The setting of the old joke is Cell Block D, where night after night, different guys call out different numbers, randomly, and the rest of the inmates start laughing. They’ve heard the same jokes for so long, they just tell a joke by whatever number they’ve assigned it.

One guy hollers “4!” Chuckles everywhere.

“18!” Ripples of laughter.

“Hey guys…8!” Inmates start slapping their knees. Tears of joy.

Like that.

So one night a newbie inmate who’s been listening to this for a week waits until it’s quiet and then yells, “3!” He expects the usual explosion of laughter.


He says it again, only with less confidence.



“Why isn’t anyone laughing?” he asks his veteran bunkmate. 

“Well,” the old inmate says, “I guess it’s just that some guys can tell a joke, and some guys can’t.”

(If you’d been in prison, I wouldn’t have had to write all that. I could have just written, “187.”)

The point is that on this Mother’s Day, most moms should be in prison. No, wait. That’s not right. Most of us children of moms — that’s it — should be in some sort of Kid Lockup for breaking first Mom Laws. And to save them time and air and nervous breakdowns, moms should have a list of violations or Mom Sayings and a number that corresponds with each, like our comedian prisoners have.

For instance, a mom could yell “1!” Naturally, that would mean, “If Jimmy/Sally jumped off a bridge, would you do it too?”

“2!” might be, “Clean up your room!”

“3!” would be “Stop running!”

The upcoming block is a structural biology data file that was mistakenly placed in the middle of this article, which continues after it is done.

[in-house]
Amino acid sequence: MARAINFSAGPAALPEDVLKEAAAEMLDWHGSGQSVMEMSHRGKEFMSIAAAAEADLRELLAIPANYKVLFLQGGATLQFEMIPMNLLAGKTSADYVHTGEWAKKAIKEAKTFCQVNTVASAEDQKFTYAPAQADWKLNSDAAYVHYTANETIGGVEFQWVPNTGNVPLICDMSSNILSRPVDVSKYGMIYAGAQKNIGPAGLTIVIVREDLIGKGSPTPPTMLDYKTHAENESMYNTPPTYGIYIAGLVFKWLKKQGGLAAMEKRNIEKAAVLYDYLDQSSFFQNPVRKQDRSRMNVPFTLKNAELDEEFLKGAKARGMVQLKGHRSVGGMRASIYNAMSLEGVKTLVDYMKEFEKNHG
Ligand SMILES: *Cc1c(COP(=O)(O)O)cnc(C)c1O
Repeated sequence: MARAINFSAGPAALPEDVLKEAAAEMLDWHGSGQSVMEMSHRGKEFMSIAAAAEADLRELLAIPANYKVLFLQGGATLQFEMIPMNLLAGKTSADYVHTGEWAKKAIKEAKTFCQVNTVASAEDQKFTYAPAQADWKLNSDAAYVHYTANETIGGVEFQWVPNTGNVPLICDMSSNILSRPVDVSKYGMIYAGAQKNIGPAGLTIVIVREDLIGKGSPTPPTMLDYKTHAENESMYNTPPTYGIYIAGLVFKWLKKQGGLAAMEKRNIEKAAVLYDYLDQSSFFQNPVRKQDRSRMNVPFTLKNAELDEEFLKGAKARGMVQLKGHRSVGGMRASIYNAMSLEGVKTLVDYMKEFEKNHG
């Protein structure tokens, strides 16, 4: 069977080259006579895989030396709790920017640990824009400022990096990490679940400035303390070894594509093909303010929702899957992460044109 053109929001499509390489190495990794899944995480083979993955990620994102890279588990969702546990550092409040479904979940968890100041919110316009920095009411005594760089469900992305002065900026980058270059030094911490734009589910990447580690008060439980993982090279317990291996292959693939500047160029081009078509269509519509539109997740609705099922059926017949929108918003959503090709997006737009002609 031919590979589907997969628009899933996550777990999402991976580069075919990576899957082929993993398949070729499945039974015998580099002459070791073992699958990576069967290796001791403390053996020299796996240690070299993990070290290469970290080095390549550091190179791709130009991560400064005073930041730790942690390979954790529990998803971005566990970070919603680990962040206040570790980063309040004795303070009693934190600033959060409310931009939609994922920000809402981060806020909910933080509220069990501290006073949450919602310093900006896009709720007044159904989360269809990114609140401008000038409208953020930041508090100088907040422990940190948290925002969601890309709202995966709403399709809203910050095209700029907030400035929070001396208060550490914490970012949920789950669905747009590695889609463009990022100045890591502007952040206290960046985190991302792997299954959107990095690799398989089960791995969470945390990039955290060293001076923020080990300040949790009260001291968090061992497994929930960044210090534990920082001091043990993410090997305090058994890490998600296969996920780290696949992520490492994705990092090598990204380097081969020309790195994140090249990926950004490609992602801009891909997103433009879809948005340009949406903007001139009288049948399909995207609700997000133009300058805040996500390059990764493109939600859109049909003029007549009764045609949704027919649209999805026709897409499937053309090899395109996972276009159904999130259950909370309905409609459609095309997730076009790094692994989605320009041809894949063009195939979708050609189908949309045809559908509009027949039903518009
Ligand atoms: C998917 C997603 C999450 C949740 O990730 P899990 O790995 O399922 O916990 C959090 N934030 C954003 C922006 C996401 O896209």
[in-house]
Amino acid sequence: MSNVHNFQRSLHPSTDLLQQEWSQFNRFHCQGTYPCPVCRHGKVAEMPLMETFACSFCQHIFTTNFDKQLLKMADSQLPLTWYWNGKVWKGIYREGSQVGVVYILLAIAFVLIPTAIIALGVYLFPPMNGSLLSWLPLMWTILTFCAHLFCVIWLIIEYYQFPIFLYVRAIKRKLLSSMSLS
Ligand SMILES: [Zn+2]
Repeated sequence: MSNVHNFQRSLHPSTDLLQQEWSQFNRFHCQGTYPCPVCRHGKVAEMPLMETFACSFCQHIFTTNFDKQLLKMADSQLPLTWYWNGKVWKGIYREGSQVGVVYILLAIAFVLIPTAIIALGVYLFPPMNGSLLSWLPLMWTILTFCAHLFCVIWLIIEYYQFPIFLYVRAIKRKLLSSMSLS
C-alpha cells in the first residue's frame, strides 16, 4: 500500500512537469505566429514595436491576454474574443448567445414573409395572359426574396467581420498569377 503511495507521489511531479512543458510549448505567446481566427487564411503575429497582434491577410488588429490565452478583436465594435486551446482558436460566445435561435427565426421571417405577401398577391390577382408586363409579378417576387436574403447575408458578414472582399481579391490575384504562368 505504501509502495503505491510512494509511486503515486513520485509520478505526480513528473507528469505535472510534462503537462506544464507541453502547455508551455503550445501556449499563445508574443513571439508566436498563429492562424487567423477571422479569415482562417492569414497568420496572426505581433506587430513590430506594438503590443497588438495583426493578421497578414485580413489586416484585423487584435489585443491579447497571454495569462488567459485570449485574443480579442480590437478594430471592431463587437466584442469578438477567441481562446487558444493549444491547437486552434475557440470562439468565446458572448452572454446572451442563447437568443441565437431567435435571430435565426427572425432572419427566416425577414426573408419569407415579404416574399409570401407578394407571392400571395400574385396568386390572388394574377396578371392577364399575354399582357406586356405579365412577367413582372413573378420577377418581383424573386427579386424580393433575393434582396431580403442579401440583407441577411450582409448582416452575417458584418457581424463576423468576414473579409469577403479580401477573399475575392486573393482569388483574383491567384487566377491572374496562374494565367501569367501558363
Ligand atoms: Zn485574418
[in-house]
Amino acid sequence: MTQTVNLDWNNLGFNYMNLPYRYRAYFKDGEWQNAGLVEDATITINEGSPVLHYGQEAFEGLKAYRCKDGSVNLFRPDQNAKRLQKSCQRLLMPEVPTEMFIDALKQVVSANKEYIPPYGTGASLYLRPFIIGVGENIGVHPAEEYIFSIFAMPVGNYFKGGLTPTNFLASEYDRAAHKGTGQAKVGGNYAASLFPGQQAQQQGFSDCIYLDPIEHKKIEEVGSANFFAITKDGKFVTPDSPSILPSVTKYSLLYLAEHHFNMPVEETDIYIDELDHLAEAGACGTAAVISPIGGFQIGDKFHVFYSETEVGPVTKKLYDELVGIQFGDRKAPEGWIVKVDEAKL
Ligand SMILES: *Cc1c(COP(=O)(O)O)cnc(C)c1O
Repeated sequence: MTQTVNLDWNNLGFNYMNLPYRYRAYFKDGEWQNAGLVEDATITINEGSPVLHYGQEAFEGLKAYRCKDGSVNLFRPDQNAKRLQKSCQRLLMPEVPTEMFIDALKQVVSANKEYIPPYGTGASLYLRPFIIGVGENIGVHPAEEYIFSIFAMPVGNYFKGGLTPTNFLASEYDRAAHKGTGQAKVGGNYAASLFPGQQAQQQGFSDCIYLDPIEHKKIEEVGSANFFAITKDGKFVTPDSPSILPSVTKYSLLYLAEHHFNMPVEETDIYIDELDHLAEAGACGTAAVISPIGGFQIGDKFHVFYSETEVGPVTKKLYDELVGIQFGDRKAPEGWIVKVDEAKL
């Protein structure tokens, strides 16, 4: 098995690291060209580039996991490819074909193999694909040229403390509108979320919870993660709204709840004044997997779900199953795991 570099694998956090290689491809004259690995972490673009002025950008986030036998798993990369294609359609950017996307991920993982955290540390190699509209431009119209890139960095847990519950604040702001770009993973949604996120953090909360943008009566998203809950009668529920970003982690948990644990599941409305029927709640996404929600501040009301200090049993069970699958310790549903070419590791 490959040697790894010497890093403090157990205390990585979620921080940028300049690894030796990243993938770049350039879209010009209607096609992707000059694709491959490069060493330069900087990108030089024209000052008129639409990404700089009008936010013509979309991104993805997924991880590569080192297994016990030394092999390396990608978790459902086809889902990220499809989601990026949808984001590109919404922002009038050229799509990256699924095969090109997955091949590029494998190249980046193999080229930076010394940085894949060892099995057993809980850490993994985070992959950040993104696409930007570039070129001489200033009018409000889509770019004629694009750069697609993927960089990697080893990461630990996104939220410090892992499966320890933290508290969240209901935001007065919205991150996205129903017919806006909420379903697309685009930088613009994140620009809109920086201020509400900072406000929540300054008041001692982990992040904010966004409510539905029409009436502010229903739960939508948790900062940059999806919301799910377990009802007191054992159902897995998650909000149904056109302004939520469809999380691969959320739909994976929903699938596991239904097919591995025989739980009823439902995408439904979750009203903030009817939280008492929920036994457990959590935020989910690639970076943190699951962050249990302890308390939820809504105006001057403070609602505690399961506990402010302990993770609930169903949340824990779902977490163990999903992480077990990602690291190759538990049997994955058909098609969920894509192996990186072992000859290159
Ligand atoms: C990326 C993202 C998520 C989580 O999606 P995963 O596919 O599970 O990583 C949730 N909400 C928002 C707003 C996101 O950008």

“4!” is “Hurry up!”

“5!” could be “Stop hitting your (brother/sister/grandpa/kitty cat)!” or it could just be “Stop!”

Consider “6!”: “Because I said so.”

“Because I said so.” A Mom Classic, right there.

This list is about as endless as a mother’s love. There’s “Make sure you put on clean underwear; you might get in a wreck.” And “I’m not your maid!” And “Have you done your homework?” 

Sometimes they are challenging. “Well go live with THEM then!”

Or “What did you say? WHAT did you say?!”

And “ANSWER me when I ask you a question!”

Some Momspeak deals with numbers, like “I’m counting to three” or “How many times do I have to tell you?”

(I always answered “142.” Never went over as I’d hoped.)

At some point, often before breakfast, I would get on my mom’s “last nerve,” the double first cousin of “I’ve had it up to here with you today.” Funny, but I never got on my dad’s last nerve, for some reason. He had either more nerves or a shorter fuse. But then, battles with dads are usually fixed bayonets, quickly settled matters. Moms will give you more rope.

“Don’t make me have to say this again…” 

But we did, and moms — without the handy number system — had to say it again.

And again. And again. And after time in Kid Lockup, we’d be on the loose. Again.

Thankfully, moms have short memories for what we did wrong and long memories for what we did right. Of course, that’s a much easier — and a much smaller — list to remember.

Teddy Allen is an award-winning columnist and graduate of Louisiana Tech, where he works as a writer and broadcaster.